When running the border router we encountered strange behaviour. The border router was able to: (i) configure an IPv6 prefix and (ii) receive packets from across the network. But we were unable to ping the nRF52840 that was flashed with the border router firmware from the host it was connected to. This issue appeared to be the same as had been encountered in 2020, where bytes appeared to be lost when sent over the SLIP link. The solution here was to build with NRF52840_NATIVE_USB=1 so serial communication went over the second USB port on the nRF52840DK instead of the CDC ACM USB virtual COM port. We were unable to get communications working over the native USB port, so instead investigated why the communication was failing over UART.

We tried a number of different approaches, including:

  1. Rewriting the nRF52840 UART driver to use the nrfx_uart library from the Nordic SDK, inspired by this implementation
  2. Making sure Contiki-NG’s serial line library did not conflict with the SLIP input handler
  3. Running RIOT-OS’s tunslip6 instead of Contiki-NG’s
  4. Adding more detail to tunslip6 to aid in debugging

It was this last point that helped identify the cause of the problem. When performing pings from the host with a small packet size (as noticed in contiki-ng#1365) they were received and responded to by the nRF52840. However, larger pings would always be lost. The additional debug information added to tunslip6 allowed identifying that as soon as SLIP packets were more than 64 bytes they would not be responded to. Here the key information is:

  • F(x) where x is the number of bytes that is being sent over SLIP. There is overhead from SLIP and IP headers which is why ping is provided a smaller size than 64.
  • . which indicates tunslip6 is delivering information from the serial connection to the tun device.
  • - which indicates that an IO action (one or more of: writing to SLIP, reading from SLIP, writing to TUN or reading from TUN) has ended

When using ping with 14 byte packets (which produced 64 bytes SLIP packets) a response is received from the target device.

$ ping fd00::f6ce:36d7:4396:3162 -s 14
PING fd00::f6ce:36d7:4396:3162(fd00::f6ce:36d7:4396:3162) 14 data bytes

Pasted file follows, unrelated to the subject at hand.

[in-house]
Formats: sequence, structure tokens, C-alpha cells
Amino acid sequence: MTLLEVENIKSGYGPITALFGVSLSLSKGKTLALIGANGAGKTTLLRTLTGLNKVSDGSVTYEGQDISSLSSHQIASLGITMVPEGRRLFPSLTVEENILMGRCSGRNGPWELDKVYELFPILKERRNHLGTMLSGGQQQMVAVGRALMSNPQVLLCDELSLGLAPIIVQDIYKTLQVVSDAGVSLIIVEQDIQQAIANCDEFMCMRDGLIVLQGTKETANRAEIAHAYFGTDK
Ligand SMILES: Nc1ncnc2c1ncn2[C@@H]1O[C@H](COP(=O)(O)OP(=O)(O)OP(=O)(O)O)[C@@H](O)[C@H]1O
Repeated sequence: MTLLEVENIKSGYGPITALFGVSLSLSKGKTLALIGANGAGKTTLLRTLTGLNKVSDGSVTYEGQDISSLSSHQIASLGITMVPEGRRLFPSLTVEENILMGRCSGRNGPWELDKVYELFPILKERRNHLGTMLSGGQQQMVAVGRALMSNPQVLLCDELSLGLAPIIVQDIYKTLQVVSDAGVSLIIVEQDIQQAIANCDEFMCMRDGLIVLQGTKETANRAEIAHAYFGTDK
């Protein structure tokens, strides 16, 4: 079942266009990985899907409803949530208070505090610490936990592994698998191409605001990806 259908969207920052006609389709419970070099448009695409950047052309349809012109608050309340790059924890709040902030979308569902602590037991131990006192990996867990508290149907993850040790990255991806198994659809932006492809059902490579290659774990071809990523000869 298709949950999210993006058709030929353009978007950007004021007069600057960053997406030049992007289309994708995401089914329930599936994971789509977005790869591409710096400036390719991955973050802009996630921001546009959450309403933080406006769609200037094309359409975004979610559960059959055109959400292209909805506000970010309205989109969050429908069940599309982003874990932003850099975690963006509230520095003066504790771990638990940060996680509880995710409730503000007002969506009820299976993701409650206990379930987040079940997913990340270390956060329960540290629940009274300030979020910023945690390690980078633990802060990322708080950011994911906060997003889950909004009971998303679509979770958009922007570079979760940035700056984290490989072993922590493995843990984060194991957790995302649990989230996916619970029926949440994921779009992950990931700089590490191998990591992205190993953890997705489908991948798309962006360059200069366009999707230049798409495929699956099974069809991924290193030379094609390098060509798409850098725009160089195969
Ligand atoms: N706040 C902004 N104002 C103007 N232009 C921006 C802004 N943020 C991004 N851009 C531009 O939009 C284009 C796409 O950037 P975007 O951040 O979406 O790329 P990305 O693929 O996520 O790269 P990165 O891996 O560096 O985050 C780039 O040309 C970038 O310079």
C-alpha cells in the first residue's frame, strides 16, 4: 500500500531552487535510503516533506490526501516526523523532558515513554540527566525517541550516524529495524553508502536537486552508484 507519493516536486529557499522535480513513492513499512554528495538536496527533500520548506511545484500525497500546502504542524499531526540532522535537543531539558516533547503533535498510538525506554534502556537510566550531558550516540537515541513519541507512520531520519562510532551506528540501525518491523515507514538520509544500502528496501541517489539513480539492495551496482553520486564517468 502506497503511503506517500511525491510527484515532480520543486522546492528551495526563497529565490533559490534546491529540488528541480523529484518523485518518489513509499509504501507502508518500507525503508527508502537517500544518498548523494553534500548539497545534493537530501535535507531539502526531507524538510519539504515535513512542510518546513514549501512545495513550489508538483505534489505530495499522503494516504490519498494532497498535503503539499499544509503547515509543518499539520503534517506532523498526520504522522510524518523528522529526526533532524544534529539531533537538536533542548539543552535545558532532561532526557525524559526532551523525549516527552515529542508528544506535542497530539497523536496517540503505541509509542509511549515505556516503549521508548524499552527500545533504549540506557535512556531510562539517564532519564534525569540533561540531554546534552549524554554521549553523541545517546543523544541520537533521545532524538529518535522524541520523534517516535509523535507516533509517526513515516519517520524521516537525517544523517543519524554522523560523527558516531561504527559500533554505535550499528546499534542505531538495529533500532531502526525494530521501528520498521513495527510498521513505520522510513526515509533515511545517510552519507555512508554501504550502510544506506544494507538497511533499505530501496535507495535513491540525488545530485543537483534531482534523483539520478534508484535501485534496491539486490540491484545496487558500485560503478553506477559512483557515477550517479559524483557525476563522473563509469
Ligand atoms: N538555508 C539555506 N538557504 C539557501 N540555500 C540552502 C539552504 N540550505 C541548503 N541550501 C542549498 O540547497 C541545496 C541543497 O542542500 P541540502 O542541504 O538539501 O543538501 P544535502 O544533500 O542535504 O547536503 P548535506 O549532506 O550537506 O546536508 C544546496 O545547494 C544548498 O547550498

22 bytes from fd00::f6ce:36d7:4396:3162: icmp_seq=1 ttl=64 time=15.3 ms
22 bytes from fd00::f6ce:36d7:4396:3162: icmp_seq=2 ttl=64 time=12.7 ms
22 bytes from fd00::f6ce:36d7:4396:3162: icmp_seq=3 ttl=64 time=12.7 ms
22 bytes from fd00::f6ce:36d7:4396:3162: icmp_seq=4 ttl=64 time=13.0 ms
22 bytes from fd00::f6ce:36d7:4396:3162: icmp_seq=5 ttl=64 time=13.0 ms
22 bytes from fd00::f6ce:36d7:4396:3162: icmp_seq=6 ttl=64 time=12.9 ms
22 bytes from fd00::f6ce:36d7:4396:3162: icmp_seq=7 ttl=64 time=12.8 ms
22 bytes from fd00::f6ce:36d7:4396:3162: icmp_seq=8 ttl=64 time=12.9 ms
22 bytes from fd00::f6ce:36d7:4396:3162: icmp_seq=9 ttl=64 time=12.9 ms
22 bytes from fd00::f6ce:36d7:4396:3162: icmp_seq=10 ttl=64 time=12.9 ms

--- fd00::f6ce:36d7:4396:3162 ping statistics ---
10 packets transmitted, 10 received, 0% packet loss, time 9014ms
rtt min/avg/max/mdev = 12.681/13.088/15.284/0.737 ms
$ sudo ../contiki-ng/tools/serial-io/tunslip6 -s /dev/ttyACM0 fd00::1/64 -P
********SLIP started on ``/dev/ttyACM0''
opened tun device ``/dev/tun0''
ifconfig tun0 inet `hostname` mtu 1500 up
ifconfig tun0 add fd00::1/64
ifconfig tun0 add fe80::0:0:0:1/64
ifconfig tun0

tun0: flags=4305<UP,POINTOPOINT,RUNNING,NOARP,MULTICAST>  mtu 1500
        inet 127.0.0.1  netmask 255.255.255.255  destination 127.0.0.1
        inet6 fe80::6cbb:c40a:2bd3:3df9  prefixlen 64  scopeid 0x20<link>
        inet6 fd00::1  prefixlen 64  scopeid 0x0<global>
        inet6 fe80::1  prefixlen 64  scopeid 0x20<link>